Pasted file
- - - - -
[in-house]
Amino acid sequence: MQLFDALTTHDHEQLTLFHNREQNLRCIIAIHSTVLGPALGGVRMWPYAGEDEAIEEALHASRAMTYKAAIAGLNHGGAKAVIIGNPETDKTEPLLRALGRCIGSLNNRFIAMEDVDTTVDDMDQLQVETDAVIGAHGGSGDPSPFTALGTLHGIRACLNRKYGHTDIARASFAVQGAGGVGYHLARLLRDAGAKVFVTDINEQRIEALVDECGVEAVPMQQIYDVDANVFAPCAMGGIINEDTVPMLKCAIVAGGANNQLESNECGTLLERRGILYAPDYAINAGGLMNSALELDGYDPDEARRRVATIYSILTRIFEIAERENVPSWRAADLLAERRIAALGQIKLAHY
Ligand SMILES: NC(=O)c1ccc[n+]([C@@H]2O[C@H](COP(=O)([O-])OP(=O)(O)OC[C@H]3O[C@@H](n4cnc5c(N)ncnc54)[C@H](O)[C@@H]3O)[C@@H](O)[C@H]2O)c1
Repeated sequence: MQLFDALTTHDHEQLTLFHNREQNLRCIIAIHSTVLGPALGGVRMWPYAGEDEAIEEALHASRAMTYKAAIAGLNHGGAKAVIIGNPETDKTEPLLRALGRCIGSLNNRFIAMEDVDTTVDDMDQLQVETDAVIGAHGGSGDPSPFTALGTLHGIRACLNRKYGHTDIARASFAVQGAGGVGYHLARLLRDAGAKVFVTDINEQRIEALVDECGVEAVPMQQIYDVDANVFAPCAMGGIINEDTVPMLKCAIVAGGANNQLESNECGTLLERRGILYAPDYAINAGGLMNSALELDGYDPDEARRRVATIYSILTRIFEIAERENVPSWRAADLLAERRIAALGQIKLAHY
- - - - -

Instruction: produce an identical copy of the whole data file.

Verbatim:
[in-house]
Amino acid sequence: MQLFDALTTHDHEQLTLFHNREQNLRCIIAIHSTVLGPALGGVRMWPYAGEDEAIEEALHASRAMTYKAAIAGLNHGGAKAVIIGNPETDKTEPLLRALGRCIGSLNNRFIAMEDVDTTVDDMDQLQVETDAVIGAHGGSGDPSPFTALGTLHGIRACLNRKYGHTDIARASFAVQGAGGVGYHLARLLRDAGAKVFVTDINEQRIEALVDECGVEAVPMQQIYDVDANVFAPCAMGGIINEDTVPMLKCAIVAGGANNQLESNECGTLLERRGILYAPDYAINAGGLMNSALELDGYDPDEARRRVATIYSILTRIFEIAERENVPSWRAADLLAERRIAALGQIKLAHY
Ligand SMILES: NC(=O)c1ccc[n+]([C@@H]2O[C@H](COP(=O)([O-])OP(=O)(O)OC[C@H]3O[C@@H](n4cnc5c(N)ncnc54)[C@H](O)[C@@H]3O)[C@@H](O)[C@H]2O)c1
Repeated sequence: MQLFDALTTHDHEQLTLFHNREQNLRCIIAIHSTVLGPALGGVRMWPYAGEDEAIEEALHASRAMTYKAAIAGLNHGGAKAVIIGNPETDKTEPLLRALGRCIGSLNNRFIAMEDVDTTVDDMDQLQVETDAVIGAHGGSGDPSPFTALGTLHGIRACLNRKYGHTDIARASFAVQGAGGVGYHLARLLRDAGAKVFVTDINEQRIEALVDECGVEAVPMQQIYDVDANVFAPCAMGGIINEDTVPMLKCAIVAGGANNQLESNECGTLLERRGILYAPDYAINAGGLMNSALELDGYDPDEARRRVATIYSILTRIFEIAERENVPSWRAADLLAERRIAALGQIKLAHY